Vol. 1 - No. 5
by Byron Gage
It becomes increasingly apparent to me as the years go by that the personal problems that Christians (and others) often have are not usually dealt with. I speak primarily of emotional problems. There are many factors involved in such a situation, not the least of which is purely a lack of concern for one another. I believe this to be a deplorable situation. I have seen (and I'm not all that old) many tragic situations develop which virtually cried out for "counseling," and the cry went unheeded. How can a brotherhood of set-apart individuals read the pleas of the apostle Paul with regard to our relationship to one another and still be insensitive to the problems that we all sometimes have? Now, before some of my preaching brethren get their hackles up, I understand the role of the evangelist to be to preach the word (2 Timothy 4:2) and do all which comes under such a command. Yet, I also know that a balm will not promote healing unless it is applied to where it hurts. We need to understand people. Yes, Christians are people too. The wrong thing to say at a particular time may indeed be the truth, but the results may be devastating. The application of truth to the proper situation or question is the job of every Christian, especially, the evangelist. We need to learn to evaluate a situation, address the question or problem, and give an understanding, compassionate, and SCRIPTURAL answer. The answer may cut to the heart, but isn't that what godly sorrow leading to repentance is all about? It may bring a flood of relief to the grief-stricken heart. But , the point is this: we must address the problems that people have, be swift and decisive, and help direct the course of men to heaven above: Our goals should be to help as many as possible to have a happy and fulfilling life here upon earth, and yet not at the expense of their soul's welfare.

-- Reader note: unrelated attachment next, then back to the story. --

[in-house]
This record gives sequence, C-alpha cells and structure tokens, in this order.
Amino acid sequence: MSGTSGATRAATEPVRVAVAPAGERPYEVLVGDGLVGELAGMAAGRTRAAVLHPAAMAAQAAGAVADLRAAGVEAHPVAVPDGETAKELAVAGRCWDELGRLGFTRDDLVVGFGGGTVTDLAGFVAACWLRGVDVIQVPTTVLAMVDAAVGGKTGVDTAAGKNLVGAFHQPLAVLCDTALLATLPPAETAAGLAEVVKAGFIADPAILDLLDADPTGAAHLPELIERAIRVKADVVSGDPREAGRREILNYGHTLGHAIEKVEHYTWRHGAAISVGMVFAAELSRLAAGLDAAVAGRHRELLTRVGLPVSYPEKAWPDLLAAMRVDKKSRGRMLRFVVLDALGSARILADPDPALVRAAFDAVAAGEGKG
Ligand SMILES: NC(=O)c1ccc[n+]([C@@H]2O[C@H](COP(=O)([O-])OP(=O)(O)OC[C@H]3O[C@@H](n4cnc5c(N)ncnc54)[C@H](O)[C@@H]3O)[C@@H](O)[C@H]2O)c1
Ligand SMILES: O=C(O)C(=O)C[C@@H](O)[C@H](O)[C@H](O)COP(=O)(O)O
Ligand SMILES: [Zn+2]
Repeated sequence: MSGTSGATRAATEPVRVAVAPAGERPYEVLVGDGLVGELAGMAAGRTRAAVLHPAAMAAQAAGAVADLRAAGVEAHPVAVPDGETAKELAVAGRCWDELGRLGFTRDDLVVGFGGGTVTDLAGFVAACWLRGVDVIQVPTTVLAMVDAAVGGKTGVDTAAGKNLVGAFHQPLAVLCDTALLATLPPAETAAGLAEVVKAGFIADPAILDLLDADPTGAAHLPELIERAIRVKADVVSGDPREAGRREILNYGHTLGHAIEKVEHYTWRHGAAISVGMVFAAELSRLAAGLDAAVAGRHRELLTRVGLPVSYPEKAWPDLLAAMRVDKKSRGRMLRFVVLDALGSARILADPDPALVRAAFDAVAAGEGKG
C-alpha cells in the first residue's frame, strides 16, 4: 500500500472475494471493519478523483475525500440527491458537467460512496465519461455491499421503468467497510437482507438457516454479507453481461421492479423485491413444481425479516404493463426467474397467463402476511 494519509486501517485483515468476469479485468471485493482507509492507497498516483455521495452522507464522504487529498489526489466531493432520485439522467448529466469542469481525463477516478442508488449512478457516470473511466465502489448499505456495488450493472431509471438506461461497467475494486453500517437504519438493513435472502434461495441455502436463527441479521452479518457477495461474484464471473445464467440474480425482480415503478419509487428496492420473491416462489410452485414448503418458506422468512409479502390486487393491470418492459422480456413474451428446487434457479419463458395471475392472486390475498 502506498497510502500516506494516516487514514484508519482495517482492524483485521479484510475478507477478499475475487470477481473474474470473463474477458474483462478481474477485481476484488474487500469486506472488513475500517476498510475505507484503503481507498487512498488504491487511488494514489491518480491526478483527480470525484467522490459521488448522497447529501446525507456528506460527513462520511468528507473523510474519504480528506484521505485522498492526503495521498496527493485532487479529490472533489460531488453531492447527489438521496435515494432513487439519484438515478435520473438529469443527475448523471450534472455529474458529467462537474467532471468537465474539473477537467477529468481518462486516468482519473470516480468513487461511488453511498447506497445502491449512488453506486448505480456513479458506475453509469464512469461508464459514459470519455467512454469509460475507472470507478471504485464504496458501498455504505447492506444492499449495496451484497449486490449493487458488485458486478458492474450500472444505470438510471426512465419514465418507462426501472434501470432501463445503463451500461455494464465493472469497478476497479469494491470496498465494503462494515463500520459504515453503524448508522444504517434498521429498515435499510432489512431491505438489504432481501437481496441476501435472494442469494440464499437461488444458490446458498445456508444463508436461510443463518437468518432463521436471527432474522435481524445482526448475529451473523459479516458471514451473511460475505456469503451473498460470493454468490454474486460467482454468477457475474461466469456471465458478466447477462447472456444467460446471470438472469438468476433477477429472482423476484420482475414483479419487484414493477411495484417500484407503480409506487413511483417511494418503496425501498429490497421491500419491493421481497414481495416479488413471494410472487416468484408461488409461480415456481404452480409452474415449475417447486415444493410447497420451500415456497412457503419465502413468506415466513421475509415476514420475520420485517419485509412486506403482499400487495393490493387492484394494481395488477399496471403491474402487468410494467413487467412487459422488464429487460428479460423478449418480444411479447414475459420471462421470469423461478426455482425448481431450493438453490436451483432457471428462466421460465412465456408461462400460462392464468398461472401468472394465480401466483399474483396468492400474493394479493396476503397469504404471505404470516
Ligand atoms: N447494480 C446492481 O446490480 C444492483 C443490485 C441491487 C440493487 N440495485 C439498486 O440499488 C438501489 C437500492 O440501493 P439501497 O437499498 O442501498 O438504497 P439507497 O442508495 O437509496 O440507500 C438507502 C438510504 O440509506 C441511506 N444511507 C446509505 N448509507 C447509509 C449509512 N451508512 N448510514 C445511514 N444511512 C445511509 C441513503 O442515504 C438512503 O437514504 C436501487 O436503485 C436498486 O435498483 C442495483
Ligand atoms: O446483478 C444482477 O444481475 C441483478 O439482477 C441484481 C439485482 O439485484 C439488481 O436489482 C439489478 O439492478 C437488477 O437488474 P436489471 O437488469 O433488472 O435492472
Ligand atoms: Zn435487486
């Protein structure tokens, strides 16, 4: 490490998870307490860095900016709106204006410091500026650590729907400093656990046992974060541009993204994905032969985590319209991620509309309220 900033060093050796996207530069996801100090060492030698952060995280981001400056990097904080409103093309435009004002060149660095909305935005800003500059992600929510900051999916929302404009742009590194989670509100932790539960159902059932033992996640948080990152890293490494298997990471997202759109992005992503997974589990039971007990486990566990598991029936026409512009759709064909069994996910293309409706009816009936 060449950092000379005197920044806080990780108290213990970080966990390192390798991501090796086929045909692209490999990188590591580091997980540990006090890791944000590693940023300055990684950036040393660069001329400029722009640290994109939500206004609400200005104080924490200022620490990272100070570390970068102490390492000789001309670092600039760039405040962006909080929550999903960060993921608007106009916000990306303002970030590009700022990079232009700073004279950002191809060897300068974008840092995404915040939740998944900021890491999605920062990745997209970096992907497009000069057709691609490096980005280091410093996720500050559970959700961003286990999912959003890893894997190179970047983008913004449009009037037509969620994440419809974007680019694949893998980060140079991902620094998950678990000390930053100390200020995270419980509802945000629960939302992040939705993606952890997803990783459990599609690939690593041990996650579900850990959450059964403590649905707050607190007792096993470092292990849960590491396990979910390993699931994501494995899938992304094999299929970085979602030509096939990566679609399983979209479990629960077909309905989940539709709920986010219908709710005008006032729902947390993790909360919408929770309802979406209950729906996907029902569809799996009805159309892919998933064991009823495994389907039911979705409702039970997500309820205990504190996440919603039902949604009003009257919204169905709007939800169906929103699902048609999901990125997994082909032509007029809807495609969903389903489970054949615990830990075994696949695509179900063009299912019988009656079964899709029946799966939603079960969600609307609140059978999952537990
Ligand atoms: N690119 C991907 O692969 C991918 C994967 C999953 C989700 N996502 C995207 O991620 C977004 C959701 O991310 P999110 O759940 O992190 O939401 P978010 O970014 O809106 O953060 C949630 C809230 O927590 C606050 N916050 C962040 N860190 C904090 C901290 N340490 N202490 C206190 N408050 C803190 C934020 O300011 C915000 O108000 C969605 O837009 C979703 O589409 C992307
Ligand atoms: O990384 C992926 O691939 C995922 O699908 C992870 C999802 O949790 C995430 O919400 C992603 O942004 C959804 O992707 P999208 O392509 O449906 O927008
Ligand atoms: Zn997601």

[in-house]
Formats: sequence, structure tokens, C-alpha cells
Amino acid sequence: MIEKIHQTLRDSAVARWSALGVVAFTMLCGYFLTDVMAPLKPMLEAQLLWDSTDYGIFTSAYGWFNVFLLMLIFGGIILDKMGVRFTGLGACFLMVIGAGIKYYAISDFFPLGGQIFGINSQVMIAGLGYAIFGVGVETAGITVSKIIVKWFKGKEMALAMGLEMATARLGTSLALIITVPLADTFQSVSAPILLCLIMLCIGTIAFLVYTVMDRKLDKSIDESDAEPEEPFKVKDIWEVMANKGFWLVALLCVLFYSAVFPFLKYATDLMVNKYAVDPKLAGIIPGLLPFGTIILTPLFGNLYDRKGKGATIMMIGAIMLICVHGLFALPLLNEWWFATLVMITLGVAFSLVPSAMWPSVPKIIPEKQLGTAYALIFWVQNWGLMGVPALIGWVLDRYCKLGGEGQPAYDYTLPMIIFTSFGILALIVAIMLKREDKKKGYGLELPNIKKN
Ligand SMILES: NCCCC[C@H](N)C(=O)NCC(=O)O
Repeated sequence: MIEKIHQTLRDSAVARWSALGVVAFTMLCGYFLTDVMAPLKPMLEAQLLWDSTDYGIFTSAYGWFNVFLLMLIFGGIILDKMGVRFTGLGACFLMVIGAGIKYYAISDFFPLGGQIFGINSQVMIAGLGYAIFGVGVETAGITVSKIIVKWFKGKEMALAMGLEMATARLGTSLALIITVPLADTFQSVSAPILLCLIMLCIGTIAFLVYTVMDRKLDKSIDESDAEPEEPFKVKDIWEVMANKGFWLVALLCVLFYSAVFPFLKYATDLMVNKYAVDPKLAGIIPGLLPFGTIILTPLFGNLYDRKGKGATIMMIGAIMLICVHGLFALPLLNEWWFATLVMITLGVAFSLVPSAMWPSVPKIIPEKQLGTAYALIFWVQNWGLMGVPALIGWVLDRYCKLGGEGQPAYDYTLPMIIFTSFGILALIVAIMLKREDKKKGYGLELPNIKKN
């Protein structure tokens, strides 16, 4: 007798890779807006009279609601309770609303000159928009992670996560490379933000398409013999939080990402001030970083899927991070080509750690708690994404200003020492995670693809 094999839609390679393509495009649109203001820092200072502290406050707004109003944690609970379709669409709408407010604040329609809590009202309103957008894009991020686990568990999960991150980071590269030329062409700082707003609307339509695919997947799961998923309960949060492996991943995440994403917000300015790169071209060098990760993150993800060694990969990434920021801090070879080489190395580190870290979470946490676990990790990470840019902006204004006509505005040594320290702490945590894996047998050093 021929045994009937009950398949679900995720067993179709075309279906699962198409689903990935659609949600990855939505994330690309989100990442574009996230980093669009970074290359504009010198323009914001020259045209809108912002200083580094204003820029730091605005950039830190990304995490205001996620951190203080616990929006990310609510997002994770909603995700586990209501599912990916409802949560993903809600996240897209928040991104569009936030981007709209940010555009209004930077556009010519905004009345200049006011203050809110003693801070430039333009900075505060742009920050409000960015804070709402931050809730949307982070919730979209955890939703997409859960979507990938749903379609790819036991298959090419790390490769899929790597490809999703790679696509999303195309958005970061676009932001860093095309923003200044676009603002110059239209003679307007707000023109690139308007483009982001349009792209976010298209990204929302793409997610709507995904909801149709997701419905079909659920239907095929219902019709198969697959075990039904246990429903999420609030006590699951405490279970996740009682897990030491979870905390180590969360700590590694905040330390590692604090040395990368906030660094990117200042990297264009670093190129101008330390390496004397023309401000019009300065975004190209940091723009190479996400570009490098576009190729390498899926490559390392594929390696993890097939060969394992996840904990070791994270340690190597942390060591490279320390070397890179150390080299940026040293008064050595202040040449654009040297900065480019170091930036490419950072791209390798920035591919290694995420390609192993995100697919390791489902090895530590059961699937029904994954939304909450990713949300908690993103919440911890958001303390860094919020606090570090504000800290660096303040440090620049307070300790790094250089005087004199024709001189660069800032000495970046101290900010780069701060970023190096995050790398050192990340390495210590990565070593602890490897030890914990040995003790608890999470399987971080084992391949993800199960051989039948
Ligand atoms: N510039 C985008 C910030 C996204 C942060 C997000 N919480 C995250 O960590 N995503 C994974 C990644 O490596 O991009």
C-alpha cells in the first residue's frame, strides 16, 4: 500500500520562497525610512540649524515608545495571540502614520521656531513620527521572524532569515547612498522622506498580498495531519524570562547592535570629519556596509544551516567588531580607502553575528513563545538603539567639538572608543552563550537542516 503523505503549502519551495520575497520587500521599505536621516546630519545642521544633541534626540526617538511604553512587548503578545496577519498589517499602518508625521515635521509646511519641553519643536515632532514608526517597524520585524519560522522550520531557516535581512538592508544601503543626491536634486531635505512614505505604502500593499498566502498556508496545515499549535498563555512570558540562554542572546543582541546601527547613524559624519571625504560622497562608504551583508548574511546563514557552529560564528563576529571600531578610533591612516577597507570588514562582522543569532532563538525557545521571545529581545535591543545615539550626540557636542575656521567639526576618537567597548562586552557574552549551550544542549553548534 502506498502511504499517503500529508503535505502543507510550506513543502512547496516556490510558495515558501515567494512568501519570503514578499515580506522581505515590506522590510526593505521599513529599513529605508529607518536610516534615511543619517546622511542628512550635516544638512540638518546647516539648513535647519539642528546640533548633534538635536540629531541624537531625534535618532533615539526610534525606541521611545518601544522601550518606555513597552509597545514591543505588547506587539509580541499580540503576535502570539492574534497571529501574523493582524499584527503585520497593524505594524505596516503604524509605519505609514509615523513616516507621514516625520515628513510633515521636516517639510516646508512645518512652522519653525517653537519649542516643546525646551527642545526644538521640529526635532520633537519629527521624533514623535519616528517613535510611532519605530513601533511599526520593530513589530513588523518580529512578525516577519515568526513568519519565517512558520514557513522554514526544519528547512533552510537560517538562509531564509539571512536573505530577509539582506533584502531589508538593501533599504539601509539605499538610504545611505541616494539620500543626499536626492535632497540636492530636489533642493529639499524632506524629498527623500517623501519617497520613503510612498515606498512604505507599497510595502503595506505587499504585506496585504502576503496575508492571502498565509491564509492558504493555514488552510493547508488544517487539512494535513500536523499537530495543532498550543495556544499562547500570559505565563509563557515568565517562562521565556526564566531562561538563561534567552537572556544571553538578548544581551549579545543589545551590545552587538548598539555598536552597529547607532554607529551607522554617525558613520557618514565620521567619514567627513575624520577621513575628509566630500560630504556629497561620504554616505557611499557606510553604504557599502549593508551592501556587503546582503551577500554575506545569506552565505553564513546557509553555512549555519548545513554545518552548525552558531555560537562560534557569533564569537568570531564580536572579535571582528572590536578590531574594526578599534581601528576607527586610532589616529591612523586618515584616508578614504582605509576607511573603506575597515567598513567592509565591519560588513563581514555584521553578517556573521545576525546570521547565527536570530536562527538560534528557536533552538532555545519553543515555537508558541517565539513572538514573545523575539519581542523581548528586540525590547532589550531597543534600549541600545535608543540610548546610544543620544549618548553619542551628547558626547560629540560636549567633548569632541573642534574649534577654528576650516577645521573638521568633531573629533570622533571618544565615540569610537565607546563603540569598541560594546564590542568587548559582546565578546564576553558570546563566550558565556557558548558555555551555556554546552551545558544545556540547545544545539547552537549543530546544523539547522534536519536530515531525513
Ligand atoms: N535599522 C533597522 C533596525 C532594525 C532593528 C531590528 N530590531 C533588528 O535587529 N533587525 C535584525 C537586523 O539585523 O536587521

HELPING PEOPLE THROUGH THEIR PROBLEMS, by Selwyn Hughes, Bethany House Publishers, Minneapolis, Minnesota, is a book designed to help in understanding the problems that people have. Doctrinally, I have a few difficulties with some of the things that are expressed in this book. But, as a help in understanding and dealing with problems, it is very good. It is small enough (192 pages) so as to not be burdensome, yet has a great deal of information.
The author states in the Preface, "In this book I have tried, as far as possible, to avoid the awesome term 'counselor'. A word I prefer is 'people-helper'." No wonder, for the term "counselor" connotes the professional shrink who sweeps sin under the rug of humanism and causes more real problems than he cures.
Beginning with chapter 2 of the book, I found much valuable information and motivation. It is enjoyable reading and not too technical nor tedious. Most of what is presented is not new material, but is presented in an easy-to-understand format. I found this book to be a little more to the point of people-helping than some of the other books on the same subject in my library. Chapter 2 deals with goal-setting. This section deals with what I consider to be the most basic thing we need to understand when dealing with the problems of others. Our goal is "to help them to become more like Jesus". Joy will be a by-product of the process of becoming more like our Lord. The author says on page 20, "If we understand the Scripture rightly, the goal of Christian living is not happiness, but holiness ....Happiness, as the word suggests, depends on what happens. Joy is independent of events. It keeps on flowing in the most dismal and depressing circumstances."
One thing stands out to me in this book, and that is the way in which the author simplifies and clarifies very complex emotional problems. I'm convinced that if we could but understand how we feel, determine where such feelings originate, then see what the Scriptures say about it, we could handle just about any problem that comes along. Call it a simplistic (maybe even naive) stance if you want to, but we have accepted the false idea that our emotional problems are beyond the reach of any but the professional psychoanalyst. The result has been a terrible lack of effort on the part of Christians to deal with their own problems and the problems of others.
I do not advocate setting up practice as an amateur psychologist and neither does the author, but we need to be aware of the value of an understanding friend and brother who can help in time of confusion and frustration, pain and grief, and depression and apprehension. The book is only $3.95, so get it, read it, pick up on the good and you'll find it worth the price.